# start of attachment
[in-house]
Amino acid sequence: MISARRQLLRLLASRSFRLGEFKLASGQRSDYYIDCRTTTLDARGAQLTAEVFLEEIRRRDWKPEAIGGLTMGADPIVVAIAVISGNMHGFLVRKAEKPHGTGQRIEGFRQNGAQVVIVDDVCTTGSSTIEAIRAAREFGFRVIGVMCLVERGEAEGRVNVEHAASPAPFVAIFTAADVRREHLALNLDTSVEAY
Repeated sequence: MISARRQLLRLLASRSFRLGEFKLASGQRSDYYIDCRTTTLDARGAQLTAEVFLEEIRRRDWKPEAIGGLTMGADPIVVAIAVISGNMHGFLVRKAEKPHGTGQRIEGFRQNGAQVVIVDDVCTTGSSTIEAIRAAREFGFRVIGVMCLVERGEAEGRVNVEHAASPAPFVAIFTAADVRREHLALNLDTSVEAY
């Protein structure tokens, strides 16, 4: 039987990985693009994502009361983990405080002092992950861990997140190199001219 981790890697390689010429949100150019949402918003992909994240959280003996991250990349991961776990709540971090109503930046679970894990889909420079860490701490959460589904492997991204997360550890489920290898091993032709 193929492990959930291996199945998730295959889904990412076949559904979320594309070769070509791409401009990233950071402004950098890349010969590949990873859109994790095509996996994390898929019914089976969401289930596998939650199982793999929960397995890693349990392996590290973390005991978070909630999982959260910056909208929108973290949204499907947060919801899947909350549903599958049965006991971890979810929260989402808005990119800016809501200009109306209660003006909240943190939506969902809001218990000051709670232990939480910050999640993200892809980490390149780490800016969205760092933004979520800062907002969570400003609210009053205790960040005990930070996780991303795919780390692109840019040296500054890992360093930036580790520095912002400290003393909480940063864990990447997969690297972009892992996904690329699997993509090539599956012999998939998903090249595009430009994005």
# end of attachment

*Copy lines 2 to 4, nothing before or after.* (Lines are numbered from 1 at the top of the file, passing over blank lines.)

Amino acid sequence: MISARRQLLRLLASRSFRLGEFKLASGQRSDYYIDCRTTTLDARGAQLTAEVFLEEIRRRDWKPEAIGGLTMGADPIVVAIAVISGNMHGFLVRKAEKPHGTGQRIEGFRQNGAQVVIVDDVCTTGSSTIEAIRAAREFGFRVIGVMCLVERGEAEGRVNVEHAASPAPFVAIFTAADVRREHLALNLDTSVEAY
Repeated sequence: MISARRQLLRLLASRSFRLGEFKLASGQRSDYYIDCRTTTLDARGAQLTAEVFLEEIRRRDWKPEAIGGLTMGADPIVVAIAVISGNMHGFLVRKAEKPHGTGQRIEGFRQNGAQVVIVDDVCTTGSSTIEAIRAAREFGFRVIGVMCLVERGEAEGRVNVEHAASPAPFVAIFTAADVRREHLALNLDTSVEAY
């Protein structure tokens, strides 16, 4: 039987990985693009994502009361983990405080002092992950861990997140190199001219 981790890697390689010429949100150019949402918003992909994240959280003996991250990349991961776990709540971090109503930046679970894990889909420079860490701490959460589904492997991204997360550890489920290898091993032709 193929492990959930291996199945998730295959889904990412076949559904979320594309070769070509791409401009990233950071402004950098890349010969590949990873859109994790095509996996994390898929019914089976969401289930596998939650199982793999929960397995890693349990392996590290973390005991978070909630999982959260910056909208929108973290949204499907947060919801899947909350549903599958049965006991971890979810929260989402808005990119800016809501200009109306209660003006909240943190939506969902809001218990000051709670232990939480910050999640993200892809980490390149780490800016969205760092933004979520800062907002969570400003609210009053205790960040005990930070996780991303795919780390692109840019040296500054890992360093930036580790520095912002400290003393909480940063864990990447997969690297972009892992996904690329699997993509090539599956012999998939998903090249595009430009994005």